Language selection


Service standards for ice operations

Find out about our ice centres, service delivery targets and priorities.

On this page

Ice centres

Canadian Coast Guard ice centres run each ice season for 24 hours a day, and are staffed with officers experienced in icebreaking operations. The centres keep contact with icebreakers at all times and maintain contact with shipping via Marine Communications and Traffic Service centres.

Service delivery targets

Our targets for service delivery include availability, readiness and response times.


Icebreakers are available in specific locations at different times of year according to their block commitments. Summer icebreaking services are carried out from June to November in:

Winter icebreaking services are carried out from November to May in:


During the ice season, icebreakers are maintained in a state of readiness, usually allowing them to get underway within an hour to respond to a service request. Response time

Response time

Under normal conditions, icebreaker target response times to provide icebreaking services are:

Icebreaking services target response times
Region Hours
Canadian Arctic 10 hours
Northeast and East coast of Newfoundland 8 hours
Gulf of Saint Lawrence 12 hours
Saint Lawrence and Saguenay Rivers 5 hours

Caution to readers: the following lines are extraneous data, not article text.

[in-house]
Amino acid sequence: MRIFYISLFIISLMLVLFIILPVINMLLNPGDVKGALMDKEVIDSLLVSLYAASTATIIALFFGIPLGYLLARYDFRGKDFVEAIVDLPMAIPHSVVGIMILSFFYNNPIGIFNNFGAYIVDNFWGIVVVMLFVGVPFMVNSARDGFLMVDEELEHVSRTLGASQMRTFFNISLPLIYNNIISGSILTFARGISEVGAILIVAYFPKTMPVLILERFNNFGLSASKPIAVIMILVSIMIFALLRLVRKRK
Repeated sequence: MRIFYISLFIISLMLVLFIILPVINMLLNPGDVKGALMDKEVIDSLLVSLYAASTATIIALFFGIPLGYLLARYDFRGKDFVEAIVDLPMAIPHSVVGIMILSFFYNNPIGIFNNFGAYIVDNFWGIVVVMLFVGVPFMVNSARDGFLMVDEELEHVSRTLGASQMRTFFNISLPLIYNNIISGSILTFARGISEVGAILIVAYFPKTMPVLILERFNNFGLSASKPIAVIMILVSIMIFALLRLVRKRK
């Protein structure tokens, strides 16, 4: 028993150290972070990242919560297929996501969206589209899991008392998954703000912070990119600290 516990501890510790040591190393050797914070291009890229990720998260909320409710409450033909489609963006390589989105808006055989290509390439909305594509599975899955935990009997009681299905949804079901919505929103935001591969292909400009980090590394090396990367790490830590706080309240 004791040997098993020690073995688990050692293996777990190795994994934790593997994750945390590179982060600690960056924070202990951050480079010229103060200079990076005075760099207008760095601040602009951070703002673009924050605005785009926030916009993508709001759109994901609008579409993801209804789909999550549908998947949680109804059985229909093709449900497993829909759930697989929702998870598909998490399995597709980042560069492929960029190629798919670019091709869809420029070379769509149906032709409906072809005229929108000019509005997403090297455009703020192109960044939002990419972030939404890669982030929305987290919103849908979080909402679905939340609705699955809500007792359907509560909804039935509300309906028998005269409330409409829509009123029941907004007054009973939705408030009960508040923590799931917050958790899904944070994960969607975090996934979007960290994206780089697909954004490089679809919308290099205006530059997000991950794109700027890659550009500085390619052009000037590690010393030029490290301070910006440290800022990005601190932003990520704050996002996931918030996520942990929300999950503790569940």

Great Lakes 8 hours
Fishing harbour breakouts 24 hours

These hours are calculated from the time that the service is required until the icebreaker arrives on scene. Service may not be provided within these times if severe environmental conditions, hydrographic or geographic features of the area would endanger:

Response times may be affected by:

These limitations may affect delivery of icebreaking services:


We prioritize icebreaking service requests according to these priorities:

  1. All distress and emergency situations take precedence
  2. Service requests from ferry services provided in accordance with the Terms of Confederation/Union will be given priority
  3. Other ferry services will receive priority as deemed appropriate by the Canadian Coast Guard
  4. Ships with vulnerable cargoes (pollutants, dangerous goods and perishables) and vessels transporting cargo which is vital to the survival of communities
  5. Marine traffic, fishing vessels and commercial ports

Did you find what you were looking for?

What was wrong?

You will not receive a reply. Telephone numbers and email addresses will be removed.
Maximum 300 characters

Thank you for your feedback

Date modified: